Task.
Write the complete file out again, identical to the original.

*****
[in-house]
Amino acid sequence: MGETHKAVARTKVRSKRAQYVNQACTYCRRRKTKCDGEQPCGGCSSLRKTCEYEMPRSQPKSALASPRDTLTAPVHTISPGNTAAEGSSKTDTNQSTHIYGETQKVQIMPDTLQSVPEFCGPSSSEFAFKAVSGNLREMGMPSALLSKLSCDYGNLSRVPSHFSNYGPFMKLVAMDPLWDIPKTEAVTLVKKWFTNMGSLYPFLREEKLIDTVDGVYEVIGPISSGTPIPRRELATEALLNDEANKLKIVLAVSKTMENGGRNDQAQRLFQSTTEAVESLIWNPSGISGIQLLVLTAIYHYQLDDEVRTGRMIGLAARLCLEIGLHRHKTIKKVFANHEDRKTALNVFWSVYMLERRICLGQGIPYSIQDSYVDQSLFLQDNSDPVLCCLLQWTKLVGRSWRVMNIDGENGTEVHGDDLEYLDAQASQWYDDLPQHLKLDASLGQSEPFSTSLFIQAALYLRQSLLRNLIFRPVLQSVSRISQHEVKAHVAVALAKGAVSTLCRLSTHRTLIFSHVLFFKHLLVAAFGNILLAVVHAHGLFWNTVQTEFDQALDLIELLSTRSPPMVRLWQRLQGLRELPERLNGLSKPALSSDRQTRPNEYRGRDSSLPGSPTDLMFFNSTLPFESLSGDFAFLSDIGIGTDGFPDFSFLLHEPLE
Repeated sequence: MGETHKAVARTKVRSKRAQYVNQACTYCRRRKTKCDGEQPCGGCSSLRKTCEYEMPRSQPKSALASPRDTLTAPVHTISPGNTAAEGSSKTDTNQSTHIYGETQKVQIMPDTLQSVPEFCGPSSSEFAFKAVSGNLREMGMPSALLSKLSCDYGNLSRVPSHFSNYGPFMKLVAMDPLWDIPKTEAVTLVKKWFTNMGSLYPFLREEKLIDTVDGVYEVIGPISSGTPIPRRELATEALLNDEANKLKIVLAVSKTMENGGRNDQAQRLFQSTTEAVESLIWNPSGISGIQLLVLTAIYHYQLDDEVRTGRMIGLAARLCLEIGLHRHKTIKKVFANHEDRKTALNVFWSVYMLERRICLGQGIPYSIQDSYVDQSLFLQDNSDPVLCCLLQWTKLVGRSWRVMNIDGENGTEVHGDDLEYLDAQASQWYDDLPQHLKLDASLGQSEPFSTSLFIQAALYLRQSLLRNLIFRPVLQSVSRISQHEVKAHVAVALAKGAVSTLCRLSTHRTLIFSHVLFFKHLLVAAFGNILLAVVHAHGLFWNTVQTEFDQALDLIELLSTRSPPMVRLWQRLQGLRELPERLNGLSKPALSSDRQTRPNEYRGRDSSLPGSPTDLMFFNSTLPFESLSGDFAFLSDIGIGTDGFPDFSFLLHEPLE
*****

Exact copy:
[in-house]
Amino acid sequence: MGETHKAVARTKVRSKRAQYVNQACTYCRRRKTKCDGEQPCGGCSSLRKTCEYEMPRSQPKSALASPRDTLTAPVHTISPGNTAAEGSSKTDTNQSTHIYGETQKVQIMPDTLQSVPEFCGPSSSEFAFKAVSGNLREMGMPSALLSKLSCDYGNLSRVPSHFSNYGPFMKLVAMDPLWDIPKTEAVTLVKKWFTNMGSLYPFLREEKLIDTVDGVYEVIGPISSGTPIPRRELATEALLNDEANKLKIVLAVSKTMENGGRNDQAQRLFQSTTEAVESLIWNPSGISGIQLLVLTAIYHYQLDDEVRTGRMIGLAARLCLEIGLHRHKTIKKVFANHEDRKTALNVFWSVYMLERRICLGQGIPYSIQDSYVDQSLFLQDNSDPVLCCLLQWTKLVGRSWRVMNIDGENGTEVHGDDLEYLDAQASQWYDDLPQHLKLDASLGQSEPFSTSLFIQAALYLRQSLLRNLIFRPVLQSVSRISQHEVKAHVAVALAKGAVSTLCRLSTHRTLIFSHVLFFKHLLVAAFGNILLAVVHAHGLFWNTVQTEFDQALDLIELLSTRSPPMVRLWQRLQGLRELPERLNGLSKPALSSDRQTRPNEYRGRDSSLPGSPTDLMFFNSTLPFESLSGDFAFLSDIGIGTDGFPDFSFLLHEPLE
Repeated sequence: MGETHKAVARTKVRSKRAQYVNQACTYCRRRKTKCDGEQPCGGCSSLRKTCEYEMPRSQPKSALASPRDTLTAPVHTISPGNTAAEGSSKTDTNQSTHIYGETQKVQIMPDTLQSVPEFCGPSSSEFAFKAVSGNLREMGMPSALLSKLSCDYGNLSRVPSHFSNYGPFMKLVAMDPLWDIPKTEAVTLVKKWFTNMGSLYPFLREEKLIDTVDGVYEVIGPISSGTPIPRRELATEALLNDEANKLKIVLAVSKTMENGGRNDQAQRLFQSTTEAVESLIWNPSGISGIQLLVLTAIYHYQLDDEVRTGRMIGLAARLCLEIGLHRHKTIKKVFANHEDRKTALNVFWSVYMLERRICLGQGIPYSIQDSYVDQSLFLQDNSDPVLCCLLQWTKLVGRSWRVMNIDGENGTEVHGDDLEYLDAQASQWYDDLPQHLKLDASLGQSEPFSTSLFIQAALYLRQSLLRNLIFRPVLQSVSRISQHEVKAHVAVALAKGAVSTLCRLSTHRTLIFSHVLFFKHLLVAAFGNILLAVVHAHGLFWNTVQTEFDQALDLIELLSTRSPPMVRLWQRLQGLRELPERLNGLSKPALSSDRQTRPNEYRGRDSSLPGSPTDLMFFNSTLPFESLSGDFAFLSDIGIGTDGFPDFSFLLHEPLE